I packed up and left before the other campers were up this morning. Lily Lake was calm as I padded to what looked like the entrance of the portage, which was logged with lily pads and reeds…
I padded to the beach nearby, partially deflated my packraft and bushwhacked through the forest to the portage. It was swarming with mosquitoes, but only 200 metres or so, and I rushed through quickly with my packraft. At the end I entered Clare Lake, which I wasn’t so fond of as Lily Lake – one has to paddle right down the centre, unless one chooses to add a substantial amount of distance by hugging a shoreline. That is an option I suppose, but I’m a long-distance hiker, and as a rule we never add distance except for a great view. Or food.
The wind was picking up and I could feel the small waves beneath the floor of my packraft.
In Clare Lake I got disoriented. I paddled in one general direction, paddled in another general direction, checked my map, and eventually located what I interpreted as the long, long entrance to the portage between Clare Lake and Kingsmere Lake. Between the open water and the solid ground of the forest was a vast sea of vegetation that is perhaps sometimes out of the water but was currently flooded.
The ‘path’ through the vegetation soon narrowed enough so that I could no longer paddle. I started grabbing the vegetation with my hands and pulling myself along, watching for submerged sticks. Eventually the water became too shallow with too much submerged debris for me to feel comfortable in my packraft, so I slogged along in the vegetation, trying not to get my feet too wet.
Looking at the Parks Canada website now, it mentions the portage beginning at a wooden dock. That would have been nice! Did I take a shortcut that canoers use to eliminate part of the portage?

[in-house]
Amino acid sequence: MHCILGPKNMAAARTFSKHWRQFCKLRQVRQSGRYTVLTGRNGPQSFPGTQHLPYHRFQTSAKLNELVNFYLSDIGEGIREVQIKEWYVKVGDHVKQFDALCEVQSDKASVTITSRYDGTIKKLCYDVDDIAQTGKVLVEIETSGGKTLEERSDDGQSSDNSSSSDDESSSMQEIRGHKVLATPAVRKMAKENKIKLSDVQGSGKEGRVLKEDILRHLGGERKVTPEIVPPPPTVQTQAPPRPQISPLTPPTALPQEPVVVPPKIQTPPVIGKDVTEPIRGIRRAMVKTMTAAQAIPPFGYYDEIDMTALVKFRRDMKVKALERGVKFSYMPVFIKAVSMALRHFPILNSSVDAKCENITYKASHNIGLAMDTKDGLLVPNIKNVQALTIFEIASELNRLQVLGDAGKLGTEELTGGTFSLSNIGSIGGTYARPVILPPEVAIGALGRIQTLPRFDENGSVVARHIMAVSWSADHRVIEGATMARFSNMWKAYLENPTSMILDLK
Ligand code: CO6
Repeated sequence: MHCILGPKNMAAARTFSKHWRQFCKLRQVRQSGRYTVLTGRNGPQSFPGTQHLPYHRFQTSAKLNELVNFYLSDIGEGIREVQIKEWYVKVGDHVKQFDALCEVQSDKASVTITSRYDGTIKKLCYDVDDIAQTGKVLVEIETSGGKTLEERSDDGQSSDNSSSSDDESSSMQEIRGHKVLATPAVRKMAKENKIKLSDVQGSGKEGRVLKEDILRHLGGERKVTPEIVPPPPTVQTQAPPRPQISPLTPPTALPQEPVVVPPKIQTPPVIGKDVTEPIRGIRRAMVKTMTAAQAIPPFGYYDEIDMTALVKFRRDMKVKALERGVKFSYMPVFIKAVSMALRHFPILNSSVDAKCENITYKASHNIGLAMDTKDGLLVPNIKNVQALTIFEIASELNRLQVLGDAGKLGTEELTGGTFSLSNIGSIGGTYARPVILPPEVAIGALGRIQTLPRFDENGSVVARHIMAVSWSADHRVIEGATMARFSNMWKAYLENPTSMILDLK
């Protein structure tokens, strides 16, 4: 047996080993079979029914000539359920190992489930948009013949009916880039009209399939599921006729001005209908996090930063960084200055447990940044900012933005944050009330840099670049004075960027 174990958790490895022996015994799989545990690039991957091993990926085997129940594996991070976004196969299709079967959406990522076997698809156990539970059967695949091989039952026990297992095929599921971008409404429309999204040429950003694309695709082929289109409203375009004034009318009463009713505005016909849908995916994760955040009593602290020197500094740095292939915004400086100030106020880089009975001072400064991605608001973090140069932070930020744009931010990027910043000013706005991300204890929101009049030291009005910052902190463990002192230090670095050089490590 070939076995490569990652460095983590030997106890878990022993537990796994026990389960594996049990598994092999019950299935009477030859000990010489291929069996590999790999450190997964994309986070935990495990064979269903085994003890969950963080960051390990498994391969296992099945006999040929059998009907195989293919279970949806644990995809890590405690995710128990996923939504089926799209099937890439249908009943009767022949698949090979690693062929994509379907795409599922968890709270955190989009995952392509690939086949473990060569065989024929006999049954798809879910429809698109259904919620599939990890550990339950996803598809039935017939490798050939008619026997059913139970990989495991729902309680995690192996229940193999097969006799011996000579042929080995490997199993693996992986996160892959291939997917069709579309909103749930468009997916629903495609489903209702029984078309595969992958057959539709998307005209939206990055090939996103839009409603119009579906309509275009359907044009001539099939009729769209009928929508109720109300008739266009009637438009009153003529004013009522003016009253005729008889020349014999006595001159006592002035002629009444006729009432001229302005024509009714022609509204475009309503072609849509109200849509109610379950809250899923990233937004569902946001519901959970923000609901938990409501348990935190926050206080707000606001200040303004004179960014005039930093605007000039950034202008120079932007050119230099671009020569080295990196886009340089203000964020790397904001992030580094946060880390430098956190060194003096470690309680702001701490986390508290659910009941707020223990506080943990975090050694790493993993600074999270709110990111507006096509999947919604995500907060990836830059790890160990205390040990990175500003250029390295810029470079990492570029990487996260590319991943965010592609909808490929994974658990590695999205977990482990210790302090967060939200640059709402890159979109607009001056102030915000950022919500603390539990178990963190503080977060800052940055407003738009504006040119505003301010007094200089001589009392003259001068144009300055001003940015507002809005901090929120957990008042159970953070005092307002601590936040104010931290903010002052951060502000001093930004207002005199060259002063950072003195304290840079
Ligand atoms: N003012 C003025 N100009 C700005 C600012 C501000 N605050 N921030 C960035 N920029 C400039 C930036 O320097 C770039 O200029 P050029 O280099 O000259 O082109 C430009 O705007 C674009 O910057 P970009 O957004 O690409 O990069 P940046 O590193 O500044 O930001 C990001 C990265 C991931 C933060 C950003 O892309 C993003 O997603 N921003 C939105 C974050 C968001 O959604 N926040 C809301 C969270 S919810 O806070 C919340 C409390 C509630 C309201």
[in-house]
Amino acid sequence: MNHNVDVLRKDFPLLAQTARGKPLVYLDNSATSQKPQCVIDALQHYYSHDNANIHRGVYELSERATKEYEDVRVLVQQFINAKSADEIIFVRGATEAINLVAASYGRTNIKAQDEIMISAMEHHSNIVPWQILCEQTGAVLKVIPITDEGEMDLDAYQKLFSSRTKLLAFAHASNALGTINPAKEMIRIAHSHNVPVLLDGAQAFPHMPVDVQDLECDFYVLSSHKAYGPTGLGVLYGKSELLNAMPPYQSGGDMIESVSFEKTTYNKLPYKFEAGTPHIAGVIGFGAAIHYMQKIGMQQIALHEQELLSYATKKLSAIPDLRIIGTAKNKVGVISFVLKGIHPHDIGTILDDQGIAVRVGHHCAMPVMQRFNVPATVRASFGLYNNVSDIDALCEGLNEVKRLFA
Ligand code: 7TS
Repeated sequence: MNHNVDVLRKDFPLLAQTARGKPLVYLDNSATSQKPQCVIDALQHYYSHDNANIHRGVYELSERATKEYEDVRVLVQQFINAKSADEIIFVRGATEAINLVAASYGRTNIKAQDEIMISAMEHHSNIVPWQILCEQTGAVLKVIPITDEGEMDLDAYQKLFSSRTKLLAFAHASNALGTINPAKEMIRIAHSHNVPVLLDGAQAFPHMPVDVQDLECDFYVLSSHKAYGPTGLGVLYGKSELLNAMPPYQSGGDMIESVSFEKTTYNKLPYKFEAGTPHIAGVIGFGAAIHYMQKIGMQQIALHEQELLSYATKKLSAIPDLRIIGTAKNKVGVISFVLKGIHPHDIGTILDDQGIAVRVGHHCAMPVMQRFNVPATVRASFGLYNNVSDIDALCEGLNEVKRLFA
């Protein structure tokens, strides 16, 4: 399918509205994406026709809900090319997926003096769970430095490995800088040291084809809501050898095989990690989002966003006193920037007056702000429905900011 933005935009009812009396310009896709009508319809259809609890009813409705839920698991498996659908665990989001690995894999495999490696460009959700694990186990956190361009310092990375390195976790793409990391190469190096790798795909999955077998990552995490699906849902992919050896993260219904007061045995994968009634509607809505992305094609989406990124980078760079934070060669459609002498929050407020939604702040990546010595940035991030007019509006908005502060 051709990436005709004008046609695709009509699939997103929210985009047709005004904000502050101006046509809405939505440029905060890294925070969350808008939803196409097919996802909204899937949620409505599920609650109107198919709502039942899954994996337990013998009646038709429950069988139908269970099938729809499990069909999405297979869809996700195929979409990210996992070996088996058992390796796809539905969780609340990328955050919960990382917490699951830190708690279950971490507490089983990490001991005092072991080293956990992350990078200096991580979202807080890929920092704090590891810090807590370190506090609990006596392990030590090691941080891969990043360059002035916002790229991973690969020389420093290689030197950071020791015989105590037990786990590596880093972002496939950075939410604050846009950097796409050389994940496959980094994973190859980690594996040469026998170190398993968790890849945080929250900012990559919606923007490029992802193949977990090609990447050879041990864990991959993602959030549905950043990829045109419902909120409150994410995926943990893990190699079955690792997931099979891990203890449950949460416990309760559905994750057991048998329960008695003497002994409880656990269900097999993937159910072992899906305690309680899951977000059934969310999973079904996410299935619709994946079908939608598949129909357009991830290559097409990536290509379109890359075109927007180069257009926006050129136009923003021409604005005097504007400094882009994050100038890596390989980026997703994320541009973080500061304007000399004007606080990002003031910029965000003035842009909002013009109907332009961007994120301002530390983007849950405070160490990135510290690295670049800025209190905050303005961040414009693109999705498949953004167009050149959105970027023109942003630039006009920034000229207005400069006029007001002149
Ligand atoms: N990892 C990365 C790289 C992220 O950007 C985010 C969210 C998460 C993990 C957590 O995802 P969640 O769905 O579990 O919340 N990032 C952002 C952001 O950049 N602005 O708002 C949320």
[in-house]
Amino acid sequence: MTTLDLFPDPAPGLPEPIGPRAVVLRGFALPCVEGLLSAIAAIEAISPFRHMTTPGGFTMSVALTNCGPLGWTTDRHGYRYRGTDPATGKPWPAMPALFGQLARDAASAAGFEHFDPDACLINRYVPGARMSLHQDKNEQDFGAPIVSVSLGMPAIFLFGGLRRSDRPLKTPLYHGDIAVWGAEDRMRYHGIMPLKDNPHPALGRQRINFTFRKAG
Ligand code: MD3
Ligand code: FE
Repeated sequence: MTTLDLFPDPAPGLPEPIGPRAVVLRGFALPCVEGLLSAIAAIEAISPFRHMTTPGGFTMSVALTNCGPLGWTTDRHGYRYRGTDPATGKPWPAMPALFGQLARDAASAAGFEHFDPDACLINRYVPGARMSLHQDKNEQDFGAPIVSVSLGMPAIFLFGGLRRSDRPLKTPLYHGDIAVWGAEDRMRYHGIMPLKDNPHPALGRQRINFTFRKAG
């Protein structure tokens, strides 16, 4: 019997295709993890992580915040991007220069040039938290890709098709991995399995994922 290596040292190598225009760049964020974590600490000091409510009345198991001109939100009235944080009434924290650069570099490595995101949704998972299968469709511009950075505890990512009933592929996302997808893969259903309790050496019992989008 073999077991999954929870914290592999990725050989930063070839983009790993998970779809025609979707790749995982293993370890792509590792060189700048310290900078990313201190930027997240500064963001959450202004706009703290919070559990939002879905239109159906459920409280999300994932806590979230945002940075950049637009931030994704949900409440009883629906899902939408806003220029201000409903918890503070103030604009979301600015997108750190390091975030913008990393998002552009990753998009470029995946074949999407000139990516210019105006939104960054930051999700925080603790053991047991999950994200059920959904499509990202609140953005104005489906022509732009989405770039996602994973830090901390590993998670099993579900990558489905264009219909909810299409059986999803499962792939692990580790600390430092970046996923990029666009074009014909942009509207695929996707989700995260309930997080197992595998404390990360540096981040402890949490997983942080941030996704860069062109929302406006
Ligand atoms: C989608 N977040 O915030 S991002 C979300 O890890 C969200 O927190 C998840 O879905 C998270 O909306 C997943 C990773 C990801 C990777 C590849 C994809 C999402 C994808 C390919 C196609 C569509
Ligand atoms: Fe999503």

Anyway, I quickly completed the portage. At the shallow, muddy entrance to Kingsmere Lake, I reinflated my packraft within a cloud of mosquitoes. Again I needed to walk beside my packraft to guide it out of the shallow water.
The wind is usually light early in the day, but it had already picked up by the time I arrived at Kingsmere Lake. I started paddling along the edge of the huge lake and, in a strong headwind, found myself nearly windbound. I paddled hard, removing skin from my thumbs, and slowly crept past a ranger cabin in a beautiful location where I would love to live. I did worry that a ranger would come out of the cabin and ask me whether I needed help because I was basically not moving at all, but the ranger wasn’t enjoying the beautiful view (of the lake, not my awkward paddling) at the time.
Eventually I did make it to Southend Campground, my exit point from the lake. I rolled up my packraft and started off down the Kingsmere River trail, which consists mostly of the old rail line that allows people to transport their boats from the road/parking lot to Kingsmere Lake.
The portage bypasses shallow rapids. A small section of river is available to float down between the rapids and the parking lot, so I decided to inflate my boat again for a last few minutes of paddling. I was surprised (and alarmed) by how fast the river was moving. It felt like I was at the endpoint within a minute, the current sweeping me right up to a small beach.
And that’s the end! Some of my overall trip impressions:
-I loved the small, clean and beautifully located campsites. That is, I suppose, the benefit of visiting a place that isn’t a tourist mecca.
-Bladebone Canoe Route = not for canoeists. But if anyone has attempted it, I would be interested in hearing about your experience! I already want to go back because I quickly glamorize experiences!!
-The paddling was much quicker than I expected. In long-distance hiking, stopping at 4:00 or 5:00 PM is a short day, so I don’t have it in me to get somewhere at 9:00 AM and sit around. I would plan to paddle longer distances if doing this route again, though I was lucky with the weather. I’m sure that if I had experienced heavy rain, I would have felt grateful to not be paddling all day!